Leaving an inheritance is a significant financial decision that can impact both the giver and the receiver. While most people assume an inheritance is something passed down at the time of death, the truth is that many people choose to distribute inheritances to their loved ones while they are still alive—and some people even do a little bit of both. Leaving an inheritance while you’re still alive means that you can witness the impact of your gift. It can also provide the beneficiary with much-needed financial support when they need it most. However, giving away too much too soon could negatively impact your future financial security.
On the other hand, delaying an inheritance until after you’re gone can ensure that you have enough money to cover your own expenses, and enjoy your much-deserved retirement. It also allows you to adjust your plans as circumstances change throughout the course of your life. However, this approach may mean that your loved ones have to wait a long time to receive their inheritances, and it may not have the same impact as a gift given earlier in life.
Ultimately, a combination of both strategies may be the best approach. This strategy allows you to provide some financial support to your loved ones now, while still retaining funds for your own future needs and plans. It’s important to consider all factors, including taxes, when making the decision about the best way to leave money to your family and loved ones.
When It Makes Sense to Distribute Inheritances Early
There are several situations when leaving an inheritance while you’re still alive might be the best decision. For instance, if you have a loved one who needs financial assistance due to a health crisis or other unexpected expenses, providing them with their inheritance can help ease their burden. Additionally, if you want to pass on a specific asset or property, such as a family heirloom, giving it as an inheritance while you’re alive allows you to see the recipient enjoy it, and can also help avoid any legal disputes down the line. Finally, leaving an inheritance while you’re still alive can also reduce your estate tax liability, and ensure that your assets are distributed according to your wishes.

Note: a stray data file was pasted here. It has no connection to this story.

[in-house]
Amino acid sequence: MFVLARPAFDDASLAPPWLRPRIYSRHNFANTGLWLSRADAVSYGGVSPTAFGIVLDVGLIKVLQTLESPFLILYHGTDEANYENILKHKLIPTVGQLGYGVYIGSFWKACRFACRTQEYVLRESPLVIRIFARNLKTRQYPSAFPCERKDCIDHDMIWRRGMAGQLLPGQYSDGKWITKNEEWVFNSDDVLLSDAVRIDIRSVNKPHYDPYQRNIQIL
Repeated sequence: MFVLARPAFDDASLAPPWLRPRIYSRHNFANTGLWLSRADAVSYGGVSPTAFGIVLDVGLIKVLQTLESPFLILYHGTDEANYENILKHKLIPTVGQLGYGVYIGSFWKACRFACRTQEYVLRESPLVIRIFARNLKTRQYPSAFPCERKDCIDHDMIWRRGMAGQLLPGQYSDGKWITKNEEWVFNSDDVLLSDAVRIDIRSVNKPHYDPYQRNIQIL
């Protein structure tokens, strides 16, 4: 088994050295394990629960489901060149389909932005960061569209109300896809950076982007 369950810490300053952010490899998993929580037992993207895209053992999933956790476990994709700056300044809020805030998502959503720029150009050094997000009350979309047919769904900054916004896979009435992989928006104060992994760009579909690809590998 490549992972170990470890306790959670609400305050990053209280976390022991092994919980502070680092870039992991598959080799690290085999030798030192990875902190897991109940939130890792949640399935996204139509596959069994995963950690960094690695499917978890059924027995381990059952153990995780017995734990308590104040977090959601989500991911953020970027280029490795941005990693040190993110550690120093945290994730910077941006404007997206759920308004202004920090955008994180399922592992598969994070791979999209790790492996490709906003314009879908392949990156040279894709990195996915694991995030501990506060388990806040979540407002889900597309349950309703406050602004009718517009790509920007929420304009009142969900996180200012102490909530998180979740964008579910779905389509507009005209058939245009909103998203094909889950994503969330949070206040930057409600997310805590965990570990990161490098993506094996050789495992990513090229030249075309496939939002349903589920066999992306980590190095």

When It Makes More Sense to Wait
Depending on your personal preferences and circumstances, you may not want to start distributing inheritances early in life. For example, if you have outstanding debts or financial obligations, starting to gift your assets may not be the best decision—it can create additional financial strain and stress. Similarly, if you have a complex estate, or own assets with complicated tax implications, it may be best to wait until after your passing to distribute those assets. For example, highly appreciated assets—like real estate—are best passed down at death, because of the step-up in cost basis your heirs will receive. This step up eliminates the capital gain that occurred between the original purchase and the heir’s acquisition of the asset, thereby reducing the heir’s tax liability.
Additionally, if you have children or heirs who have not yet developed responsible financial habits, giving them a large sum of money or valuable assets may not be in their best interest.
It’s important to consider your own financial situation, as well as the needs and capabilities of your loved ones, before deciding what (and when) to distribute their inheritances. Consulting with a financial advisor or estate planning attorney is the best way to gather information and make informed decisions.
Ultimately, the subject of leaving inheritances is highly personal and dependent on your unique situation. Only a qualified estate planning attorney or financial advisor can help you determine what’s best for you and your loved ones. Take advantage of our offer for a free 45-minute consultation and learn more about how the Hailey-Petty Law Firm can help you make informed decisions about your future in order to best protect your family and loved ones.